Brexit delayed - so what happens now?
Every outcome from Withdrawal Agreement approval to EEA membership is still in play
Agriculture and food businesses in the UK, or with UK trade connections, still have virtually no clarity over future arrangements, following this week’s EU Summit meeting in Brussels.
Although the agreement reached by EU leaders late on Thursday has removed the risk of the UK crashing out of the EU without a deal next Friday (March 29) - as may well have happened otherwise - the formula agreed in Brussels simply pushes the Brexit ‘cliff-edge’ back by an additional two weeks, to Friday April 12.
By then, the UK Parliament will need to have decided whether to endorse the negotiated EU-UK Withdrawal Agreement – already twice rejected by the House of Commons – to allow the UK to leave without a deal, or to indicate an alternative “way forward” (to use the language of the official Summit conclusions).
The UK and EU plans for a no-deal Brexit, including the emergency schedule of UK import tariffs set out by London on March 13, remain poised for possible implementation in the meantime.
With a March 29 ‘crash-out’ from the EU now off the table, the remaining Brexit options are as follows:
Approval of the Withdrawal Agreement
This is the solution for which most voices in UK and European agribusiness have been lobbying, as it would offer a roadmap for a managed UK exit.
If the Withdrawal Agreement is approved (finally) by the House of Commons next week, the UK would remain an EU member state until May 22, the day before elections to the European Parliament begin. It would then enter a transition period lasting until December 31 2020, during which time the UK would remain within the Single Market and Customs Union, and during which time a plan for a future trade relationship between the UK and EU would be finalised.
The problem is that this deal has already been rejected twice by the House of Commons, by huge margins, and observers presently see little chance of prime minister Theresa May being able to win the third vote which is to be held next week. This would set the UK on course either to leave the EU on April 12 with no deal, or to pursue alternative courses of action.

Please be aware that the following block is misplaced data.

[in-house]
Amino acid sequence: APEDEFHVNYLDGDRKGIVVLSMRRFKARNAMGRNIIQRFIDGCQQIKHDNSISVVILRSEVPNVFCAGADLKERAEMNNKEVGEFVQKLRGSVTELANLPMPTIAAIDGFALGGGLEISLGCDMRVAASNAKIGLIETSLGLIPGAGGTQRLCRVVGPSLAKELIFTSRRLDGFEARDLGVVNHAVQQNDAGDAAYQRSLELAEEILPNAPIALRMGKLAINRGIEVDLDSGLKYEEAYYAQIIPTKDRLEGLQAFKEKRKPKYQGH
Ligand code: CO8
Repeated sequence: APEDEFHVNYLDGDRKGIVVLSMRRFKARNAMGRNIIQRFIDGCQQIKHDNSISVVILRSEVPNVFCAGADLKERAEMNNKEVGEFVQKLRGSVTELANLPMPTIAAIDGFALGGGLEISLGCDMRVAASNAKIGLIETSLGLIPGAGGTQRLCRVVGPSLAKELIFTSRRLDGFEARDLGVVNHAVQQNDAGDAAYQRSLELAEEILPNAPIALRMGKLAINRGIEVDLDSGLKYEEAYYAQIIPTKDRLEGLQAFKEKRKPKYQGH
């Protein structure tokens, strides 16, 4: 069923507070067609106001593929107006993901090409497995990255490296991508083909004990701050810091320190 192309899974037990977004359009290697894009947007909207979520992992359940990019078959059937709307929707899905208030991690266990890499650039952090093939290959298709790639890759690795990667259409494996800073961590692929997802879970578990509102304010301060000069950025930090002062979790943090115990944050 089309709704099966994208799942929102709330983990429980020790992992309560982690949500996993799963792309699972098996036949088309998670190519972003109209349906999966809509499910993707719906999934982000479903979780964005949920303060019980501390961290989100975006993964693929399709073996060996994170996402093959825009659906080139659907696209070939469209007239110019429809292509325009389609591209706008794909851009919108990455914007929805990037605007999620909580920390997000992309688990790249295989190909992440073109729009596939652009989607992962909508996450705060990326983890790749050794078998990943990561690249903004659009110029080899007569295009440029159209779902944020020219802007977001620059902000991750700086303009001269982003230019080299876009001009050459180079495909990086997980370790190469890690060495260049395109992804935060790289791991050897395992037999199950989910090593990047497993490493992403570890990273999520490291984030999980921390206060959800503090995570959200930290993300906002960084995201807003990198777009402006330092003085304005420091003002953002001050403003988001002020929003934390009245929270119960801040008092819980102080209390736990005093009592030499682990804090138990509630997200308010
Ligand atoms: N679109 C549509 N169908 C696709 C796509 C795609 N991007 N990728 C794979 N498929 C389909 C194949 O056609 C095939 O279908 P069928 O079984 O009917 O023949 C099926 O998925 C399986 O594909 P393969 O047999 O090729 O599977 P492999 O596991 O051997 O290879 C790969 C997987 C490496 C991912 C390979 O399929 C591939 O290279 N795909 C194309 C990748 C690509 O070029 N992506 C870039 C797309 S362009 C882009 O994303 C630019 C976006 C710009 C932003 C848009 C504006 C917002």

A ‘No Deal’ Brexit
The UK parliament has twice voted against leaving the EU with no deal, most recently last week – but a No Deal Brexit would nevertheless happen on April 12, by automatic application of the EU’s Article 50, unless the UK opts to re-set the Brexit process and seek alternative solutions (see below).
A No Deal Brexit would lead to serious disruption of integrated EU-UK agri-food supply chains, and would probably cause EU prices of products like milk, pork and poultrymeat to fall sharply. Retail food prices in the UK, meanwhile, are likely to increase, despite the UK government’s radical contingency plans to suspend import tariffs for most agri-food products.
The trading conditions created by a No Deal Brexit would remain in place until such time as the UK and EU managed to negotiate a full bilateral free trade agreement, given that the UK, having ‘crashed out’ of the EU, would no longer have the option of ‘crashing back in’.
A change of plan
A third Parliamentary defeat for the Withdrawal Agreement next week would mean that the UK would have to decide on an alternative course of action by April 12. There is widespread expectation that prime minister May would resign rather than request another Article 50 extension, so this could herald new leadership and a possible fresh approach.
As EU Council President Donald Tusk said on Thursday: “The UK Government will still have a choice of a deal, no-deal, a long extension, or revoking Article 50.”
The EU is adamant that if the UK wants to extend its EU membership beyond May 22, it will have to participate in the European elections, which in the UK would be held on Thursday May 23. This would be politically embarrassing for the UK’s ruling Conservative Party, but may nevertheless be an inevitable side-effect of any further Brexit delay.
Any extension beyond May 22 would require a redoubling of efforts within the UK to find a consensus approach to Brexit which would secure Parliamentary support.
This re-opens the door to possible options like UK membership of the European Economic Area, under which the UK would remain embedded within the EU Single Market. It would allow the UK to pursue an independent trade policy, but that would in turn mean continuing problems in resolving the dilemma of the Irish border.
Revocation of Article 50 – in effect, cancelling Brexit – is seen as unlikely, as it would contradict the result of the June 2016 referendum. However, any new prime minister attempting to ‘reset’ the UK’s Brexit strategy would probably want to seek a public mandate for such action, either via a general election, or perhaps a new referendum.
Thirty-three months after the initial Brexit vote, therefore, literally all options currently remain open.